Also concerned by the lifting of the ban is Rev. Wendell Griffen, who — in addition to being a Pulaski County circuit judge — is the minister of New Millennium Church in Little Rock. He said his church has decided it won't allow guns on its property, and plans to hang signs soon telling permit holders to leave their firearms at home. He called bringing a gun into a church "a perversion of everything holy."
"The notion of bringing instruments of death and mayhem — and that's what a gun is — into a place dedicated to love and life and peace and wholeness is a perversion," Griffen said. "It is a contamination of everything that you might consider sacred."
Griffen said that those who attend a church that allows concealed carry should consider what that decision suggests about church leaders' faith.
"Do you really want to go to worship at a place," Griffen said, "where the people who are the official leadership of the church have such a low view of God, and of love, and of humanity that they invite people to come and worship weaponized?"
Rabbi David Lipper of Congregation B'nai Israel said the synagogue will not be allowing guns on the premises either, and plans to post signs. In addition to a prohibition in Jewish law that forbids the carrying of concealed weapons in public, Lipper said that his congregation refuses to "live in an armed camp, which is not what our faith teaches us to do." He called the lifting of the church carry ban "a bad decision."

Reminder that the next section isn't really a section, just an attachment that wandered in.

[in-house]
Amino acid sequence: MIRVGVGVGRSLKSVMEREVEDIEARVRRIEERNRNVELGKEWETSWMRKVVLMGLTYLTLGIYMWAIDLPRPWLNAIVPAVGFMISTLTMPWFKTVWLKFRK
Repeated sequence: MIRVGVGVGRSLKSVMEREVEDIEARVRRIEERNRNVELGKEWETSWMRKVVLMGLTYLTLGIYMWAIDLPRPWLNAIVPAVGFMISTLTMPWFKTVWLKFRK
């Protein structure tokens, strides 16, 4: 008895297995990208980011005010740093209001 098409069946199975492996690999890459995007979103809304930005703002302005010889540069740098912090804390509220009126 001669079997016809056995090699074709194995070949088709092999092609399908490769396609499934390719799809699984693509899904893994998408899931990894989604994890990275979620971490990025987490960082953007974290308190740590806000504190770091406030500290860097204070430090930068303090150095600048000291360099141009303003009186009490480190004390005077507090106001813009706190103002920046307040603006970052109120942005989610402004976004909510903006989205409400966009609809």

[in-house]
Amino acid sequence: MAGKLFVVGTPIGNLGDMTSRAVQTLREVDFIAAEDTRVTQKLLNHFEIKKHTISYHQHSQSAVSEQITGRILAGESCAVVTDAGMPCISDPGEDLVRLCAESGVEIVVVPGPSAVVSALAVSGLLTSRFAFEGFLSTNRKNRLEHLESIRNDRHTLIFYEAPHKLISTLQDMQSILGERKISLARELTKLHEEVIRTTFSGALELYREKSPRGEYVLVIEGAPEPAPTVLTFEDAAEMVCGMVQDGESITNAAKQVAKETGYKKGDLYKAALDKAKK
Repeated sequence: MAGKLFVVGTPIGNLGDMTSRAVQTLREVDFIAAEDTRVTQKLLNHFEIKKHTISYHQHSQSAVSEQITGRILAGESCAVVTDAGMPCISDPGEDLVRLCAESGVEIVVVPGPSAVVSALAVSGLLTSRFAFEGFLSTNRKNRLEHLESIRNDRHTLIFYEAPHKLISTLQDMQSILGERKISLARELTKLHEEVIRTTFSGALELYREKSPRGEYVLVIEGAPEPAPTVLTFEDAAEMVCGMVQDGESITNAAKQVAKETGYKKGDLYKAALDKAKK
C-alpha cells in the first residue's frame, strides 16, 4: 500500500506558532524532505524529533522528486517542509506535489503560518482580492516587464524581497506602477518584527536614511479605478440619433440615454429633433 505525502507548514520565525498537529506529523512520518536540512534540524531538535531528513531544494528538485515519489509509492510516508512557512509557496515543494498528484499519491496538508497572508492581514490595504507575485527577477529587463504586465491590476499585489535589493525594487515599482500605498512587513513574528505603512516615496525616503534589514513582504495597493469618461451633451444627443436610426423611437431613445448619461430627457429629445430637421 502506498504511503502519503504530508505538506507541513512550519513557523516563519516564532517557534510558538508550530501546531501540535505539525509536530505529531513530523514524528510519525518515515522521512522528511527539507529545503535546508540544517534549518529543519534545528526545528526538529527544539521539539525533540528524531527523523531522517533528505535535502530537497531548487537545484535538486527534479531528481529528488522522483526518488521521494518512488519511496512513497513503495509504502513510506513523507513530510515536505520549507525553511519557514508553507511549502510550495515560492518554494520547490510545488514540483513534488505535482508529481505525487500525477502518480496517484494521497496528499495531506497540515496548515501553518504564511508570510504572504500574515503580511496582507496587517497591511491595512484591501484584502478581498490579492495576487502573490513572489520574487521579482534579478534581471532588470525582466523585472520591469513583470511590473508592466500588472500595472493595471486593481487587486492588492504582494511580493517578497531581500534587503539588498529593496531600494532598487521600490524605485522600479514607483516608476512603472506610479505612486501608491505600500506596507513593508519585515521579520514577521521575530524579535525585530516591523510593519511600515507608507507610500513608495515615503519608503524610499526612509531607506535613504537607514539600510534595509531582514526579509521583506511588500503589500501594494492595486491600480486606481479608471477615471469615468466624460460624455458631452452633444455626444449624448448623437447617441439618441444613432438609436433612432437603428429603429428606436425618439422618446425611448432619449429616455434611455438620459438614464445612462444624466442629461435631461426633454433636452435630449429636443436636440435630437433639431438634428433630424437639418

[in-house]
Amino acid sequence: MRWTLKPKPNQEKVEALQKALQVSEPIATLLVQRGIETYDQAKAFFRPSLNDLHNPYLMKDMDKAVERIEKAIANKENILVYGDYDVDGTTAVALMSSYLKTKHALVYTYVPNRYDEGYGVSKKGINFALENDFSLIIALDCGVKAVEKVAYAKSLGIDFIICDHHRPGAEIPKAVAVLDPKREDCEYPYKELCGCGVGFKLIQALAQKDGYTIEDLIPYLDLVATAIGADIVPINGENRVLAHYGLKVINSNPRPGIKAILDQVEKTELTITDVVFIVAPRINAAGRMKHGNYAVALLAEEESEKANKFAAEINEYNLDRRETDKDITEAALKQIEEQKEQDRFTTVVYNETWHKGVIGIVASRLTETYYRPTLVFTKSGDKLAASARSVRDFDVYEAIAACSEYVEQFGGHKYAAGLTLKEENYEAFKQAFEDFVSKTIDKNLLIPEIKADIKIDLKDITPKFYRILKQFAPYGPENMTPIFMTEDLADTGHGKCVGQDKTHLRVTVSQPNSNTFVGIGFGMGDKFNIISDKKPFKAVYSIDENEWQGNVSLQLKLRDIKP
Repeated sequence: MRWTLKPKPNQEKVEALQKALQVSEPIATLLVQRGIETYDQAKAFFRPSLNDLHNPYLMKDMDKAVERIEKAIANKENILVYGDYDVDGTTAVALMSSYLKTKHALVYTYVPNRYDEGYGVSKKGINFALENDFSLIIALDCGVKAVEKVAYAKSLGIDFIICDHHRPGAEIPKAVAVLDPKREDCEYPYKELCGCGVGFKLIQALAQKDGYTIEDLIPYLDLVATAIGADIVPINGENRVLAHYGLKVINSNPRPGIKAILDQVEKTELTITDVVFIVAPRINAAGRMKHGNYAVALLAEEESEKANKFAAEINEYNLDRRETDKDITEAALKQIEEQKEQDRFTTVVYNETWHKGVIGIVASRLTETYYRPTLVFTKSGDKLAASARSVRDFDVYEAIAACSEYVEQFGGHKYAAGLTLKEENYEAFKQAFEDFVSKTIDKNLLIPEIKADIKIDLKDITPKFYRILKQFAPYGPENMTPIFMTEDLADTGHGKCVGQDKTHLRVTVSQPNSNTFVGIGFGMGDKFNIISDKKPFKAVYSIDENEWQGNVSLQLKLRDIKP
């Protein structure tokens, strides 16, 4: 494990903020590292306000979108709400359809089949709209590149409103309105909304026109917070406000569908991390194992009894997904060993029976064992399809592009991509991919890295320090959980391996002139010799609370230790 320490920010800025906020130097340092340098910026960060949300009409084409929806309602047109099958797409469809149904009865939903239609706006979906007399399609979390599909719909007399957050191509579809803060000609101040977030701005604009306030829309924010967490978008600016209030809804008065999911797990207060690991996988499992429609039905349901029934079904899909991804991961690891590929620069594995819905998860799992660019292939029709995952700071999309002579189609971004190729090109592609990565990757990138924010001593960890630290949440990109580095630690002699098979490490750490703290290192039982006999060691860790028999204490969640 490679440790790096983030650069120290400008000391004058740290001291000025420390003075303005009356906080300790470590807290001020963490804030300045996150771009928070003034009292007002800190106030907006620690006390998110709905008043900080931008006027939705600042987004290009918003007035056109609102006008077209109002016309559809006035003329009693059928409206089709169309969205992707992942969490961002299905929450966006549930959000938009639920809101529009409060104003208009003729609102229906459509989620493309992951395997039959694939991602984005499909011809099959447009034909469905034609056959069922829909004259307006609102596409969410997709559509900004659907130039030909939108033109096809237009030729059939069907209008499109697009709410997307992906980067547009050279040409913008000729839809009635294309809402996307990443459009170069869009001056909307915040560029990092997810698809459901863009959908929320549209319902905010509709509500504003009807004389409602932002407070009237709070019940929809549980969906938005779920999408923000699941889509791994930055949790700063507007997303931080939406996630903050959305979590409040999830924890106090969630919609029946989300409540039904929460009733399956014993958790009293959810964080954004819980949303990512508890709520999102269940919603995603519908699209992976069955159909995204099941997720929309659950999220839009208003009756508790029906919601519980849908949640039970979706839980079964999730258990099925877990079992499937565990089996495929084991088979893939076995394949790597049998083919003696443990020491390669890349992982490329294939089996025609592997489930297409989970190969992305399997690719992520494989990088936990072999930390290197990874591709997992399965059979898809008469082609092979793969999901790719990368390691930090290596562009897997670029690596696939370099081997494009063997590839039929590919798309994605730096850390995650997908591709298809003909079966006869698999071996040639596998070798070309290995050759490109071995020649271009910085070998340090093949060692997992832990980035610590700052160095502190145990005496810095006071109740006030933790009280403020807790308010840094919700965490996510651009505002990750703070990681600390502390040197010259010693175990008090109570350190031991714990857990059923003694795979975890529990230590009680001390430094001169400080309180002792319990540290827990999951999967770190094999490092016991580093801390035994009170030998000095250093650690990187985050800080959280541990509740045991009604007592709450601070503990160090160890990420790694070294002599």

"We believe our house of worship is a place of peace," Lipper said, "and therefore we want to do no actions in our house of worship that would encourage people to do otherwise."
Nic Horton is a minister at Faith Assembly of God Highway 36 in Searcy, and has been a vocal advocate of lifting the church ban on concealed carry at the website to which he contributes, thearkansasproject.com. While he said his church hasn't had specific conversations on what its policy will be, he believes whether or not to allow church carry is a decision that should be left to the churches. Horton said that lifting the ban will let smaller, rural churches provide security by arming certain trusted parishioners, adding that he believes many churches will go that route: letting a few carry, instead of a blanket permission. Allowing churches to make decisions like that, Horton said, is "the real meaning of the separation of church and state."
"What it does is get the state out of the business of making decisions for churches, and allows the churches to make decisions for themselves," he said. "The beauty of it is, if the pastors you've talked to don't want to allow church carry, they don't have to. But churches like mine and others in the area that feel like we should have some sort of security in place, we have the right to do that now."
As for the moral issue of bringing guns into churches, Horton said that's also a discussion for individual church congregations, and the state shouldn't intrude.
"I think the issue of church sovereignty is really important," Horton said. "And if people don't want to go to a church that allows concealed carry, guess what? They don't have to. They can go to the church of one of the pastors you interviewed that won't allow it. They have that choice."